Leading Economic Indicators Up in April

Note: The tentative release date for next month's report is June 29.

May 27, 2010 -- The University of San Diego's Index of Leading Economic Indicators for San Diego County rose 0.2 percent in April. Strong gains in local stock prices and help wanted advertising, along with a minor gain in building permits, pushed the USD Index to its 13th consecutive monthly gain. The breadth of the advance was mixed, with half the components moving downward, although the drops in initial claims for unemployment insurance and the outlook for the national economy were relatively small. The biggest concern was a moderate fall in consumer confidence.

Index of Leading Economic Indicators 
The index for San Diego County that includes the components listed below (April
Source: University of San Diego
+ 0.2 % 
Building Permits 
Residential units authorized by building permits in San Diego County (April)
Source: Construction Industry Research Board
+ 0.13% 
Unemployment Insurance 
Initial claims for unemployment insurance in San Diego County, inverted, estimated  (April

Source: Employment Development Department 
- 0.16% 
Stock Prices 
San Diego Stock Exchange Index (April) 
Source: San Diego Daily Transcript 
+ 1.24%
Consumer Confidence 
An index of consumer confidence in San Diego County (April) 
Source: San Diego Union-Tribune
- 0.92% 
  Help Wanted Advertising 
An index of online help wanted advertising in San Diego (April) 
Source: Monster Worldwide
+ 0.97% 
National Economy 
Index of Leading Economic Indicators (April) 
Source: The Conference Board 
- 0.18% 

The outlook for the local economy continues to be for moderate growth for the rest of 2010. There are signs that things are picking up, particularly on the all important job growth front. Employment has now been up month-to-month for three straight months. Revised numbers for March show 6,600 jobs added to the local economy, the most in over two years, and the 1,600 jobs added in April marked the first time since 2006 where jobs increased in an April compared to March. The employment sectors gaining in April were the Federal government (up 1,600 workers, largely due to the Census), leisure and hospitality (up 1,100 jobs), employment services (up 600), and construction (up 500). On the downside, retail trade continues to contract (down 600 jobs) as local consumer confidence has hit a plateau and has started edging downward (see below).

Highlights: Construction activity continues to pick up as residential units authorized by building permits rose for the fifth consecutive month. 2010 will likely be the second worst year ever for residential units authorized, but will still be up significantly from 2009, which was the worst year ever. One concern will be whether there are enough firms and workers left in the construction industry to meet the demand in the years ahead, as many of those firms and workers have left the region or the industry entirely. . . There were mixed results in terms of the labor market components. Initial claims for unemployment insurance were up in April, which broke a string of six straight monthly declines, although the change was not very large. On the hiring side of the market, help wanted advertising was up again and still stands at its highest level since December 2008. The net result was that the local unemployment rate dropped to 10.4 percent in April from a revised rate of 11 percent in March. . . The trend continues to be negative for local consumer confidence. It will probably take a significant improvement in the labor market, both in terms of job growth and the unemployment rate, before consumer confidence starts to rebound again. . . Local stock prices were up again in April, although those gains will be reversed by the turmoil in the financial market in May. . . The national Index of Leading Economic Indicators turned negative for the first time in a year, perhaps signaling potential problems with the national economy in the future. Economists usually look for three consecutive changes in one direction for a leading index as a signal for a potential turning point in the economy. For now, things remain positive, with Gross Domestic Product (GDP) growing at a moderate 3.2 percent annualized rate in the first quarter of 2010. That was the third quarter in a row with positive growth in the GDP.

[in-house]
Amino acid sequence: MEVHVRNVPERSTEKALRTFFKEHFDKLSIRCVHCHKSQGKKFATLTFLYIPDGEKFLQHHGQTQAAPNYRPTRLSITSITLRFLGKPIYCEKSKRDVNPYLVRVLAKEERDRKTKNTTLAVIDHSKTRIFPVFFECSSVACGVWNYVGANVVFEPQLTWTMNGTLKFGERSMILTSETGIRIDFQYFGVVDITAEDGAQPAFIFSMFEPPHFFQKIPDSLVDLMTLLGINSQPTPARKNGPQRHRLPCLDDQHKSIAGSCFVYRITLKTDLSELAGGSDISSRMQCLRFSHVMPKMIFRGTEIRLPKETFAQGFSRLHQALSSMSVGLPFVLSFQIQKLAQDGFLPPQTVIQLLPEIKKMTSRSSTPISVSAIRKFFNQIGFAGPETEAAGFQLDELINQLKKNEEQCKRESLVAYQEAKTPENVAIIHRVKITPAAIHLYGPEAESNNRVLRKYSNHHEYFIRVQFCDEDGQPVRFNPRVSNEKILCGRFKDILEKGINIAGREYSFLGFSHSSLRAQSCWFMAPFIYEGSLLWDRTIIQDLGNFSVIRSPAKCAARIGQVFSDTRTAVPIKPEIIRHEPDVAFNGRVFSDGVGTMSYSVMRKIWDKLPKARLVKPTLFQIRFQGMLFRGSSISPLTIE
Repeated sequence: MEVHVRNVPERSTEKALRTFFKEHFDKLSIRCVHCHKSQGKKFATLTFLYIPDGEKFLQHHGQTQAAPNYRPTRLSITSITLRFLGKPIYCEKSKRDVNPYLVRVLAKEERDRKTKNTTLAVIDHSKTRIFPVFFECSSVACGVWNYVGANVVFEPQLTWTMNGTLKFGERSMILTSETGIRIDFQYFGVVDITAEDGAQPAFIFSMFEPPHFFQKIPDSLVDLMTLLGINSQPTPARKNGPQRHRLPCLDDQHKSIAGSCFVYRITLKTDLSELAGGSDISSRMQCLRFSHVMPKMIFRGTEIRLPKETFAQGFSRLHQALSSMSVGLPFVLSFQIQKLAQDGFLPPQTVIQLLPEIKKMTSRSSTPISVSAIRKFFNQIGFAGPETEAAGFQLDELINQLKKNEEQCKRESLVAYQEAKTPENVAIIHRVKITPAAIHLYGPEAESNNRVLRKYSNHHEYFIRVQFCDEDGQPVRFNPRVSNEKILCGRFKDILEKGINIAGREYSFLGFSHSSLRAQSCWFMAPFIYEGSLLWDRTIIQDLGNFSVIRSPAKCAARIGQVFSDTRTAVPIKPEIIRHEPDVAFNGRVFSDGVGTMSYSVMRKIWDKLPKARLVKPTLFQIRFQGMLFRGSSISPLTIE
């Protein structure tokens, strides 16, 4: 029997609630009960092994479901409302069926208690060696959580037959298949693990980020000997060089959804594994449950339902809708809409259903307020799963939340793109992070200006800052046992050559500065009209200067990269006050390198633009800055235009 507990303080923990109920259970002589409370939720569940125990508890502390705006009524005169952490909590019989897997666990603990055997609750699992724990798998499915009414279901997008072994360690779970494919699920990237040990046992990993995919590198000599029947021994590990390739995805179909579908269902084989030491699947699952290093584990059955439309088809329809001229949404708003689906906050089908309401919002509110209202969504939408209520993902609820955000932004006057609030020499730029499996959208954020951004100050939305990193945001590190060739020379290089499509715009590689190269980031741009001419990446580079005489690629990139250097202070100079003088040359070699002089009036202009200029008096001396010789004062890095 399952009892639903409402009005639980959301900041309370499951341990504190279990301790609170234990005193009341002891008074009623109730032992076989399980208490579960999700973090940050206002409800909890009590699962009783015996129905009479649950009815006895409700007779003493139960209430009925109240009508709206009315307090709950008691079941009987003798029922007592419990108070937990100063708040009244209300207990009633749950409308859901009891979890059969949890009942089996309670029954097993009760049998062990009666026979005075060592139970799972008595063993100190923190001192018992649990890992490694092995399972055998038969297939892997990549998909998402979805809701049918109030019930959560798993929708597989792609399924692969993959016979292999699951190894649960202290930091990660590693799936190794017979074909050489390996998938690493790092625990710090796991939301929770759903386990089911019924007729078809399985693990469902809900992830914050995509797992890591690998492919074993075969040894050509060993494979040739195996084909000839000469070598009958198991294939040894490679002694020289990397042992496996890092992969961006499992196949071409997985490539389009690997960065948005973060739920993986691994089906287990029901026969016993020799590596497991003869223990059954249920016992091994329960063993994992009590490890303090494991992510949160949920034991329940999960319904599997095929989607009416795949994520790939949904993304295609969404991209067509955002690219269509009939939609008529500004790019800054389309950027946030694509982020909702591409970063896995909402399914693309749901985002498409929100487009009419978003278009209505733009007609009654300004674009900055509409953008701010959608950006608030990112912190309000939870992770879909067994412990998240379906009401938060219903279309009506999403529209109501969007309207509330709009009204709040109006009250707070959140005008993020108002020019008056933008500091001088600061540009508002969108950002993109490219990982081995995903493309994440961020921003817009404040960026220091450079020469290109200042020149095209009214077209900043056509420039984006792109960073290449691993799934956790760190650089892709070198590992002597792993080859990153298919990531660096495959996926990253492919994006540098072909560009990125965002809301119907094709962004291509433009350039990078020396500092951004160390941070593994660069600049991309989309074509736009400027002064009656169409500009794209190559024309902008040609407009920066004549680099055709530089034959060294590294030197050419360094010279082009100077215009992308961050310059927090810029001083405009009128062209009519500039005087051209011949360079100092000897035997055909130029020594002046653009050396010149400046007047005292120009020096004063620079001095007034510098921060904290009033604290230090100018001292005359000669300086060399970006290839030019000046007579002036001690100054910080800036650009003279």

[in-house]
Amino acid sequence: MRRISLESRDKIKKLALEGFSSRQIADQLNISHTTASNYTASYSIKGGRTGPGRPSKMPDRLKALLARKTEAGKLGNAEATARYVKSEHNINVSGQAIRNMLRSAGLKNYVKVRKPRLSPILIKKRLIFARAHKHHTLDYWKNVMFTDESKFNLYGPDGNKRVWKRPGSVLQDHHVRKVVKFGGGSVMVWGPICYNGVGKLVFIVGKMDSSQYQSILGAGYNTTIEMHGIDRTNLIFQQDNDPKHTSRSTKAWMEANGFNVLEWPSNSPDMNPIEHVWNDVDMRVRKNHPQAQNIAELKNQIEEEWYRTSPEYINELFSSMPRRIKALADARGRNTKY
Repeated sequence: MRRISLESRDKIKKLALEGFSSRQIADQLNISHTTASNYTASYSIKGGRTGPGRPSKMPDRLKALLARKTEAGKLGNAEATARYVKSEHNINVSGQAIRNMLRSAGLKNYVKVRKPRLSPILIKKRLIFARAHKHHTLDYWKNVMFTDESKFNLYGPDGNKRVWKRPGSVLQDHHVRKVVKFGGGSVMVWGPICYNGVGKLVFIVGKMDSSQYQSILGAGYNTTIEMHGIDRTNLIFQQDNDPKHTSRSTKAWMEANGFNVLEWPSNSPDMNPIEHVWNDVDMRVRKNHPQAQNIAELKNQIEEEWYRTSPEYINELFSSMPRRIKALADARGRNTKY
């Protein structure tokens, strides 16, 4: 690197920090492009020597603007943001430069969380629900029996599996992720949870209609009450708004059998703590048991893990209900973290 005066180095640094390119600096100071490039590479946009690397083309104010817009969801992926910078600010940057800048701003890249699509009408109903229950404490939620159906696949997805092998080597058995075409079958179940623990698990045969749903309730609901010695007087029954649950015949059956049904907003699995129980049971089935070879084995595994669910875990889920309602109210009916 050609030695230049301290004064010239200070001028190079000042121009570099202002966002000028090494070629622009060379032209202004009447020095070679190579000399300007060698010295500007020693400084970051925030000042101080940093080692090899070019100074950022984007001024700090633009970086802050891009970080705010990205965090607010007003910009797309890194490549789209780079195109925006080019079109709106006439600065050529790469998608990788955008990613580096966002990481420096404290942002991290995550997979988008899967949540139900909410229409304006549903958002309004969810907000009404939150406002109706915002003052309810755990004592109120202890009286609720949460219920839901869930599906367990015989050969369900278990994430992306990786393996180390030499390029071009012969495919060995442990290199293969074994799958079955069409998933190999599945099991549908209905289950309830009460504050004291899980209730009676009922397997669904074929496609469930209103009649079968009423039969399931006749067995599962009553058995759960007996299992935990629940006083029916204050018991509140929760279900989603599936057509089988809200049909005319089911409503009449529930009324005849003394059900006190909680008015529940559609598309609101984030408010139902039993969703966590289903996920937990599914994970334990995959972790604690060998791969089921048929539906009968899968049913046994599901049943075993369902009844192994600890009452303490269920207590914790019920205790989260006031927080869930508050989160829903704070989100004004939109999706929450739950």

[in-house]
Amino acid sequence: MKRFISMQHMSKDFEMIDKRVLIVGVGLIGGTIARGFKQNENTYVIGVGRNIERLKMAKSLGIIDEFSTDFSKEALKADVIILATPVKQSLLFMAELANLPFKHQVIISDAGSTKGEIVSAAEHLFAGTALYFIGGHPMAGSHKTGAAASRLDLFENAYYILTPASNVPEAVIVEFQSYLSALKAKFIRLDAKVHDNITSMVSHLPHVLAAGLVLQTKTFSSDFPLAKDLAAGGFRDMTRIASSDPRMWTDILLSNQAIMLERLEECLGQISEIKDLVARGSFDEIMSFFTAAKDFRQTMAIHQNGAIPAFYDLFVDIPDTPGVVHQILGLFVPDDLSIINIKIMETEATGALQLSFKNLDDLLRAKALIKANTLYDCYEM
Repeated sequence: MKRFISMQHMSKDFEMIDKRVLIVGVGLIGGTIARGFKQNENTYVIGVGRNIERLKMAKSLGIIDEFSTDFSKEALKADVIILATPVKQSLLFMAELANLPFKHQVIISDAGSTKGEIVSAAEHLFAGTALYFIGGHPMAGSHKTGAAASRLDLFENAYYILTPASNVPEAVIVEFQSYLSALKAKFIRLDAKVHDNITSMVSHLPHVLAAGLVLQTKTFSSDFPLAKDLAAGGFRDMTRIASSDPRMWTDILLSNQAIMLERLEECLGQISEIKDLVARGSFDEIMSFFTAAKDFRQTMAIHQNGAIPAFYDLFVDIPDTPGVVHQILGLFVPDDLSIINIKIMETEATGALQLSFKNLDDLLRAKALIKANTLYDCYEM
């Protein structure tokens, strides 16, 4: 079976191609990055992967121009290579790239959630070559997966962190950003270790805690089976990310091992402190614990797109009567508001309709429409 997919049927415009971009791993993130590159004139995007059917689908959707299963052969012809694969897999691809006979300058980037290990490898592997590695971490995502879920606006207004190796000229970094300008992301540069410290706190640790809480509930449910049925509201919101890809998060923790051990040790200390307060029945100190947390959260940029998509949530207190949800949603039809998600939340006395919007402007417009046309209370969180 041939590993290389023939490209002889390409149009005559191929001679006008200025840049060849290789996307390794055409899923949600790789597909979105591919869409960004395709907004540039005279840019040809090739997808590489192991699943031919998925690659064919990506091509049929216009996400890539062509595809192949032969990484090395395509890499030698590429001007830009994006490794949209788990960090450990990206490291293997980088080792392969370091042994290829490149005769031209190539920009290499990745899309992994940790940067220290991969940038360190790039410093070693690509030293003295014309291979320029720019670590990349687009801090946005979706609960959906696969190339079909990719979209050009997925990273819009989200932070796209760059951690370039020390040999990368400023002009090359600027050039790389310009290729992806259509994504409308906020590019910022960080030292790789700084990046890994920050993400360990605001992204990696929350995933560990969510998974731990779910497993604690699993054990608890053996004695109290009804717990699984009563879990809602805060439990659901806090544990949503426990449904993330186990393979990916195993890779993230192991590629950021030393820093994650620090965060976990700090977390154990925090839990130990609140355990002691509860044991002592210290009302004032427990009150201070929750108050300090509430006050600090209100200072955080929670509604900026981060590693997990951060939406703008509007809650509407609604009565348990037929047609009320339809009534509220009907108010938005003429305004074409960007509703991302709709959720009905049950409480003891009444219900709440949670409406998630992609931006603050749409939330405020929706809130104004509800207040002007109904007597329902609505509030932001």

April’s increase puts the USD Index of Leading Economic Indicators for San Diego County at 109.2, up from March’s reading of 109.0. Although there were revisions in building permits, initial claims for unemployment insurance, and the national Index of Leading Economic Indicators, there was no change in the previously reported change and level of the USD Index for the month. Please visit the Website address given below to see the revised changes for the individual components. The values for the USD Index for the last year are given below:


% Change
2009 APR 101.1 +0.4%
  MAY 102.0 +0.8%
  JUN 102.9 +0.9%
  JUL 103.6 +0.6%
  AUG 104.5 +0.9%
  SEP 105.8 +1.2%
  OCT 106.3 +0.5%
  NOV 106.5 +0.1%
  DEC 107.2 +0.7%
2010 JAN 107.7 +0.5%
  FEB 107.9 +0.2%
  MAR 109.0 +1.0%
  APR 109.2 +0.2%

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For more information on the University of San Diego's Index of Leading Economic Indicators, please contact:

Professor Alan Gin 
School of Business Administration 
University of San Diego 
5998 Alcalá Park 
San Diego, CA 92110 
TEL: (858) 603-3873 

FAX: (858) 484-5304 

E-mail: agin@san.rr.com